From The Art and Popular Culture Encyclopedia
In 1910, Kisling moved to Montmartre and a few years later to Montparnasse. At the outbreak of World War I he volunteered for service in the French Foreign Legion, and in 1915 he was seriously wounded in the Battle of the Somme, for which he was awarded French citizenship.
Kisling lived and worked in Montparnasse where he was part of the renowned artistic community gathered there at the time. For a short time he lived in the Bateau-Lavoir in Montmartre and in 1911-12 spent nearly a year at Céret. In 1913 he took a studio in Montparnasse, where he lived for the next 27 years; Jules Pascin and later Modigliani lived in the same building. He became close friends with many of his contemporaries, including Amedeo Modigliani, who painted him in 1916 (today at the Musee d'Art Moderneas). His style used in painting landscapes is similar to that of Marc Chagall, but, a master at depicting the female body, his surreal nudes and portraits earned him the widest acclaim.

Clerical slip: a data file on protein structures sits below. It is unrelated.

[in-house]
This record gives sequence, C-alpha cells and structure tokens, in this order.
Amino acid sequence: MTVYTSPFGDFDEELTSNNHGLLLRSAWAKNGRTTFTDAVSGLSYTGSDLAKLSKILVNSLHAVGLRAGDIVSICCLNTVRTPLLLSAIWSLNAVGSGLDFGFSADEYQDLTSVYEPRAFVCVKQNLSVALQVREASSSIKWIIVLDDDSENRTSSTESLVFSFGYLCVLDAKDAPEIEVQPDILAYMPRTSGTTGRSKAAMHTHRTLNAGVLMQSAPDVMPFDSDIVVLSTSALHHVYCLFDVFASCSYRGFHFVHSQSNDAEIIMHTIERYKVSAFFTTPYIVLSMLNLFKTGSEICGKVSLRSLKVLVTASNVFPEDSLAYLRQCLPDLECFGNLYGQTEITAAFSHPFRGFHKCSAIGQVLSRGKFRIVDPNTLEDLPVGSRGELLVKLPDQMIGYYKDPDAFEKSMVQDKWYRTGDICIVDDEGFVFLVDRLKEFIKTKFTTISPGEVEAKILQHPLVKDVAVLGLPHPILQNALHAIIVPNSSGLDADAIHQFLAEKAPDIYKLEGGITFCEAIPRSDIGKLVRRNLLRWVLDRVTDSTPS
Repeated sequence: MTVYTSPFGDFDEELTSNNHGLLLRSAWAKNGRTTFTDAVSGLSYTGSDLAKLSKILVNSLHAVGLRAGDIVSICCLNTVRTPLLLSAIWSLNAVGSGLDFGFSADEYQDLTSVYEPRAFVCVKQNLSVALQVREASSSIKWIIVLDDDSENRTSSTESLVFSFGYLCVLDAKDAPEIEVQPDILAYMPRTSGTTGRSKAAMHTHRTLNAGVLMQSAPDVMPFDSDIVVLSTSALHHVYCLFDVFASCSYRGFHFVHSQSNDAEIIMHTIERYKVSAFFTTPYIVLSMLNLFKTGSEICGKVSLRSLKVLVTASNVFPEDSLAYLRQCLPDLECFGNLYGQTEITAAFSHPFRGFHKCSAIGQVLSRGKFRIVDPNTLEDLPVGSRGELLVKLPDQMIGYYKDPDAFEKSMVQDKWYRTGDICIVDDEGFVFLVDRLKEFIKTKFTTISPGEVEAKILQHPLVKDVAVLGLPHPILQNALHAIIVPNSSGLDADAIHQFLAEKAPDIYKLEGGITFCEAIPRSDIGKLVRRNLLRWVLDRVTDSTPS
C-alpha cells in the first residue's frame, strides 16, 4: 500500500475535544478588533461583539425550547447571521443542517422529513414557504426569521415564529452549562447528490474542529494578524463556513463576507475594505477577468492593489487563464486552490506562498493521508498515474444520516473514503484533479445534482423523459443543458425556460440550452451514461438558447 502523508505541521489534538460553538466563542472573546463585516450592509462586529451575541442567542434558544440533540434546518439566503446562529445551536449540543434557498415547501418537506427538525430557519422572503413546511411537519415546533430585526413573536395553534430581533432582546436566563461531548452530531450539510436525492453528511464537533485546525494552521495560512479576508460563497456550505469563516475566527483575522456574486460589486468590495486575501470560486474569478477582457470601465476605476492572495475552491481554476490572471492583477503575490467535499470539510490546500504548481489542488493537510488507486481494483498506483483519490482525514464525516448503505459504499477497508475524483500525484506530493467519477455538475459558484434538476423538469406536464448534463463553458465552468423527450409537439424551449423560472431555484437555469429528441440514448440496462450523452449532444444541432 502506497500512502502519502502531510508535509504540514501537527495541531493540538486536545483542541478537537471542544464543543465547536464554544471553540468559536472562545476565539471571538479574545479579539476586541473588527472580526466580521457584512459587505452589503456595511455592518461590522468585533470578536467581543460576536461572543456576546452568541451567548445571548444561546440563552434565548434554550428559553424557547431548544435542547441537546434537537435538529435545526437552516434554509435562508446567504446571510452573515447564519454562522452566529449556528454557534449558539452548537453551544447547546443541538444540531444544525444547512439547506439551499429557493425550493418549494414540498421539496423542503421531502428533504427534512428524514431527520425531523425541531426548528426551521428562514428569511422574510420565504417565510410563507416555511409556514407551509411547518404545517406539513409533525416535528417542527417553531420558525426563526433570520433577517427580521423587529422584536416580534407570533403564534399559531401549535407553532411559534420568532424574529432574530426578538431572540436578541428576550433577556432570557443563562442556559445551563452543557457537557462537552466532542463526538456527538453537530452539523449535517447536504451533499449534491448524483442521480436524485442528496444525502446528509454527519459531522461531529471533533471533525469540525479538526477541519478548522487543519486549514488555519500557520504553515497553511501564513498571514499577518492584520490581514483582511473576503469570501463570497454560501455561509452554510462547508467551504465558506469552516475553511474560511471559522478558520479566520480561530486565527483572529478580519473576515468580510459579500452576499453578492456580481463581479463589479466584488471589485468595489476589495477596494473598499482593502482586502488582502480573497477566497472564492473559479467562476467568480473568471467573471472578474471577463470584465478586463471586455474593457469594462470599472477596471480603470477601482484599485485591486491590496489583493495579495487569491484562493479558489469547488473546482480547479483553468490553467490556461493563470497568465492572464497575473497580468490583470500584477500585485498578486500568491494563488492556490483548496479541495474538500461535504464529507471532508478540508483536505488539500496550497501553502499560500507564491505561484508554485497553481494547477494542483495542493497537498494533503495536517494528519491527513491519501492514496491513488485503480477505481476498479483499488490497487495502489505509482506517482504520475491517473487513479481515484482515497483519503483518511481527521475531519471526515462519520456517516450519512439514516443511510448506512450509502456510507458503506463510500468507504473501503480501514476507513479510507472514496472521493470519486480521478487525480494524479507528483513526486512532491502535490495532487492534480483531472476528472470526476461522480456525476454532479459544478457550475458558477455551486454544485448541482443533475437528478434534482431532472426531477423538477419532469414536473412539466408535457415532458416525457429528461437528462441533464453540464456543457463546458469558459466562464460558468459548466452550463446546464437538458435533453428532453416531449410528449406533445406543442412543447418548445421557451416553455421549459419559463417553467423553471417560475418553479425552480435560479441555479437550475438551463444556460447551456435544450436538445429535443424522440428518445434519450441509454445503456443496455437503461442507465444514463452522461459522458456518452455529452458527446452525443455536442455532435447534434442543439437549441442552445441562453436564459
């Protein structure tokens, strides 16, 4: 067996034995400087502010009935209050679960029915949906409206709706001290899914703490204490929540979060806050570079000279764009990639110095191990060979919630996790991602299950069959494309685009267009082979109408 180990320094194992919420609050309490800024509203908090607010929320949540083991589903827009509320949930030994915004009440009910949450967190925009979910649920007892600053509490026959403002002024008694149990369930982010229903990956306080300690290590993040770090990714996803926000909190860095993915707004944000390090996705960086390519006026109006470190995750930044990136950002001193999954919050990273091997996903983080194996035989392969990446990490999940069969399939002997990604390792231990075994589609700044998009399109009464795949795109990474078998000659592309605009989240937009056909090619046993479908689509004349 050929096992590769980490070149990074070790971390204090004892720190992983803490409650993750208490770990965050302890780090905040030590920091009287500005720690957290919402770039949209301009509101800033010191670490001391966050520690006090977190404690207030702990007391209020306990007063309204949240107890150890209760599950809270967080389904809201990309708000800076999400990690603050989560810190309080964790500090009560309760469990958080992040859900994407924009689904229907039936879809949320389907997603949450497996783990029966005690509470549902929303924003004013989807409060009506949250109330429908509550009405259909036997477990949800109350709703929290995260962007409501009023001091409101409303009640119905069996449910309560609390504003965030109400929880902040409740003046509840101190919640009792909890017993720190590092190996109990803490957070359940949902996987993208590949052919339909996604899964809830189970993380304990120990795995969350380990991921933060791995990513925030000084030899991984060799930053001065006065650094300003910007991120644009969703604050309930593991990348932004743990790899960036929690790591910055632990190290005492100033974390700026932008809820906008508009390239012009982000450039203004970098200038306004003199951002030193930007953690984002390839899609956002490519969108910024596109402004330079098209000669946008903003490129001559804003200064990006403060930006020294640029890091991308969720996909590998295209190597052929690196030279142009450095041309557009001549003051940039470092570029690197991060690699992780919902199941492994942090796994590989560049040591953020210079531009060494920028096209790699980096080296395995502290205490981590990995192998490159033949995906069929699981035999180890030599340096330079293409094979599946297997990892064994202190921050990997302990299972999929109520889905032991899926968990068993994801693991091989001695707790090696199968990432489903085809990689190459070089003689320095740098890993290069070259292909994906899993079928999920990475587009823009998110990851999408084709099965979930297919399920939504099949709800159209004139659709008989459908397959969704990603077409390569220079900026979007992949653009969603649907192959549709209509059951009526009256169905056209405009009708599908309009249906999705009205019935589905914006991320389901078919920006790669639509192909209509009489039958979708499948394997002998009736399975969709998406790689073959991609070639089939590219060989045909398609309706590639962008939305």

Kisling volunteered for army service again in 1940. When the French Army was discharged at the time of the surrender to the Germans, Kisling who was of jewish origin went to the United States and, after exhibitions in New York and Washington, lived in California until 1946.
The largest collection of Kisling's works can be seen at the Musée du Petit Palais in Geneva, Switzerland. Some of his paintings:
- Nu assis (Kiki de Montparnasse)
- Portrait de Madeleine Lebeau
- Woman in a Shawl
- Paysage de Sanary
- Spanish Woman
- Jeune femme blonde
- Femme nue assise
- Nu allongé
- Port de Tamaris
- Portrait de jeune fille brune
- Buste nu couché
- Woman in an Interior